Commentary: France's Yank-Bashing Is Getting Sillier and Sillier
"It's not enough to succeed," said Talleyrand, the supremely cynical statesman of 18th century France. "Others must fail." Maybe that sentiment explains why a flourishing France revels in America-bashing these days. It goes far beyond the old complaints about fast food and Hollywood films. In late February, French newspapers splashed the spurious news that U.S. intelligence agencies were spying on French industries. That followed reports--originating in the Defense Ministry--that Microsoft Corp. could not be trusted because of links to the U.S. defense establishment.
In a nation long famous for clear thinking, it's hard to see the logic this time. The current wave of anti-Americanism arrives just as France is learning how to compete, American-style, in the global economy. The country is awash in venture capital. Billboards across the country display dot-com come-ons. And after years of sluggishness, the economy is roaring. So it's also hard to resist the simple conclusion that France needs more of what provokes its latter-day enrages into paroxysms of Yank-bashing--fierce, global competition, deregulation, and open markets.
Parisian writer Viviane Forrester is buying none of it. With her chunky gold bracelets and Chanel suits, she makes a peculiar firebrand. Yet she rode to fame four years ago with a best-seller, L'Horreur Economique, about U.S.-style capitalism. In her new book, Une Etrange Dictature (A Strange Dictatorship), Forrester asserts that U.S. and British mutual funds rule the globe in the name of "ultra-liberalism." The only way British and American companies make money, she argues, is by firing employees.
The book's arguments are as obsessive--and about as convincing--as accounts of alien abductions. But Forrester is no voice in the wilderness. She's popular on the talk-show circuit. And France's most respected daily Le Monde put a chunk of her new book on its Feb. 21 front page.
You can't be altogether surprised. This is the nation where Jose Bove, an iconoclastic farmer, rocketed to national acclaim last year, including a public tribute from President Jacques Chirac, after he trashed a McDonald's in the small southern town of Millau. Yet it's also a nation with a prime seat on the global gravy train. Neither Forrester nor Bove seems to grasp that, which leaves a hole the size of the Etoile in their arguments.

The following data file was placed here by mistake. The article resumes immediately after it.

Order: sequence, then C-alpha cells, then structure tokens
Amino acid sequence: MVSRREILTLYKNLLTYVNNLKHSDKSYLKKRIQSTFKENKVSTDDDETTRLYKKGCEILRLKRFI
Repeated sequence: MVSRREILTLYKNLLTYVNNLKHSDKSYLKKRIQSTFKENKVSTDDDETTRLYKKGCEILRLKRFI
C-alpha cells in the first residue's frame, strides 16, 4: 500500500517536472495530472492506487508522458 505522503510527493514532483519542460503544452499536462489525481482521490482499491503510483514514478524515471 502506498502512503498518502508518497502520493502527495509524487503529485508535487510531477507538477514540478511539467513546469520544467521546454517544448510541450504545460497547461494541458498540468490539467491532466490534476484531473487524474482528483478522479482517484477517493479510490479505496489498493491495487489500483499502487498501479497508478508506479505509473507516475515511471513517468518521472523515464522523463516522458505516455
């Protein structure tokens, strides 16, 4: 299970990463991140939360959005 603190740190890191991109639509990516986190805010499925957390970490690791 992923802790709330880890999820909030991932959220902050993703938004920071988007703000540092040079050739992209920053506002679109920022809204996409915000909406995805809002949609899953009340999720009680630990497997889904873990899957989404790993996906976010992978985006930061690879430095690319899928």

Even as cultural icons malign the free market, French companies are making their way in it as never before. Most of the top corporations are now as lean and aggressive as their best rivals across the Atlantic and the English Channel. Renault, once a state-owned dinosaur, is trying to save Japan's Nissan Motor. Carrefour, the world's No. 2 retailer after Wal-Mart Stores Inc., announced on Feb. 28 that it is teaming up with Oracle Corp. and Sears, Roebuck & Co. to mount a global Internet supply exchange. A day later, software giant CAP Gemini announced a $10.7 billion takeover of Ernst & Young's consulting business.
France's economic vigor is hardly lost on outsiders. Among the blue chips that make up the CAC 40 index, on average, over 40% of traded capital is owned by foreign investors. In some cases, non-French hold a majority of stock. Yes, this means strategic decisions are approved by fund managers in California or Scotland, as Forrester likes to point out. But that's partly because France's equity culture remains weak, and private pension funds, an essential feature in the New Economy, are not permitted.
In effect, France is divided against itself as much as against anyone else. Its own success in the global economy seems to revive an old antipathy toward Americans. "French attitudes are completely schizophrenic, viewing the U.S. as both hero and villain," says Parisian political scientist Dominique Moisi. True enough. While many French youths now aspire to start their own companies, others recoil into the past. "We are seeing a return of a popular anti-Americanism that had more or less disappeared in the mid-1970s," says Moisi.
Chirac and Prime Minister Lionel Jospin could drown out hostile rhetoric by consolidating France's recent economic gains. But that would require even more reforms--in pension management, for instance, and in labor regulation--which are unlikely in the near term. With Presidential elections set for 2002, Chirac and Jospin, the two likely candidates, are already playing to the galleries. And from Lyons to Lille, nothing plays as well as sticking it to les Anglo-Saxons. That's a shame. As long as the French remain mired in yesterday's mentality, they're sticking it to themselves.By John Rossant; Paris-Based Rossant Is European Regional Editor.